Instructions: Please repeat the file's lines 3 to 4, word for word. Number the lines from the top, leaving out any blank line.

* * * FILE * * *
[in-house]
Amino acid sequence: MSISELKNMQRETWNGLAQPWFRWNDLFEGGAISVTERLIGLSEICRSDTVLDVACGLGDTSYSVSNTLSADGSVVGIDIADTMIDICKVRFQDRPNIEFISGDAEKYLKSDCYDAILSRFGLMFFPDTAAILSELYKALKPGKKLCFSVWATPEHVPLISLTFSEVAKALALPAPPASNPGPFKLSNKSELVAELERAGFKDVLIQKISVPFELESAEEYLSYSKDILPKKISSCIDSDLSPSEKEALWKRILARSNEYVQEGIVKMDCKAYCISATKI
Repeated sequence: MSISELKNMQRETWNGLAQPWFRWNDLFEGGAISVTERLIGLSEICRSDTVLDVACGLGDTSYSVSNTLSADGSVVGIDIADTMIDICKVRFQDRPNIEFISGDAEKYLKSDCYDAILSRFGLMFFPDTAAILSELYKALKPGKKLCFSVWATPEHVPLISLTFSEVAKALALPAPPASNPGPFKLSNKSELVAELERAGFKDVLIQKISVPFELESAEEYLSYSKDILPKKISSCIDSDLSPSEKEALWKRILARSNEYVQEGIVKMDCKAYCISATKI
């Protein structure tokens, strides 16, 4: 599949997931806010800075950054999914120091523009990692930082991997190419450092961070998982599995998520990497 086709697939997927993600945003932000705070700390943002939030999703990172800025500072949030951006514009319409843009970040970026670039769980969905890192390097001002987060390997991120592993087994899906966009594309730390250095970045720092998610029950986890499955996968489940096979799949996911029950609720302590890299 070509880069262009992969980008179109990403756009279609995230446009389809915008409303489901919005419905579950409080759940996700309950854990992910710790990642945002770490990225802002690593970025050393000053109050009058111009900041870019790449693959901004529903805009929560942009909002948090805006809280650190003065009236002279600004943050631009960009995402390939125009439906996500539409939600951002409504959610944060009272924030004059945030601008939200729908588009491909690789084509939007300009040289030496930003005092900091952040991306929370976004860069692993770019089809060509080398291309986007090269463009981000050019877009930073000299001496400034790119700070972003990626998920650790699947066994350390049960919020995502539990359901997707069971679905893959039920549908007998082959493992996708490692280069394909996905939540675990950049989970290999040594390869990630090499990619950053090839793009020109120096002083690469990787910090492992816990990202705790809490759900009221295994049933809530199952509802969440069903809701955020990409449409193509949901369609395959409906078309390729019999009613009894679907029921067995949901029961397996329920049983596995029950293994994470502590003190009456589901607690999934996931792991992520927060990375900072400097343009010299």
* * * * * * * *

Repeated sequence: MSISELKNMQRETWNGLAQPWFRWNDLFEGGAISVTERLIGLSEICRSDTVLDVACGLGDTSYSVSNTLSADGSVVGIDIADTMIDICKVRFQDRPNIEFISGDAEKYLKSDCYDAILSRFGLMFFPDTAAILSELYKALKPGKKLCFSVWATPEHVPLISLTFSEVAKALALPAPPASNPGPFKLSNKSELVAELERAGFKDVLIQKISVPFELESAEEYLSYSKDILPKKISSCIDSDLSPSEKEALWKRILARSNEYVQEGIVKMDCKAYCISATKI
């Protein structure tokens, strides 16, 4: 599949997931806010800075950054999914120091523009990692930082991997190419450092961070998982599995998520990497 086709697939997927993600945003932000705070700390943002939030999703990172800025500072949030951006514009319409843009970040970026670039769980969905890192390097001002987060390997991120592993087994899906966009594309730390250095970045720092998610029950986890499955996968489940096979799949996911029950609720302590890299 070509880069262009992969980008179109990403756009279609995230446009389809915008409303489901919005419905579950409080759940996700309950854990992910710790990642945002770490990225802002690593970025050393000053109050009058111009900041870019790449693959901004529903805009929560942009909002948090805006809280650190003065009236002279600004943050631009960009995402390939125009439906996500539409939600951002409504959610944060009272924030004059945030601008939200729908588009491909690789084509939007300009040289030496930003005092900091952040991306929370976004860069692993770019089809060509080398291309986007090269463009981000050019877009930073000299001496400034790119700070972003990626998920650790699947066994350390049960919020995502539990359901997707069971679905893959039920549908007998082959493992996708490692280069394909996905939540675990950049989970290999040594390869990630090499990619950053090839793009020109120096002083690469990787910090492992816990990202705790809490759900009221295994049933809530199952509802969440069903809701955020990409449409193509949901369609395959409906078309390729019999009613009894679907029921067995949901029961397996329920049983596995029950293994994470502590003190009456589901607690999934996931792991992520927060990375900072400097343009010299």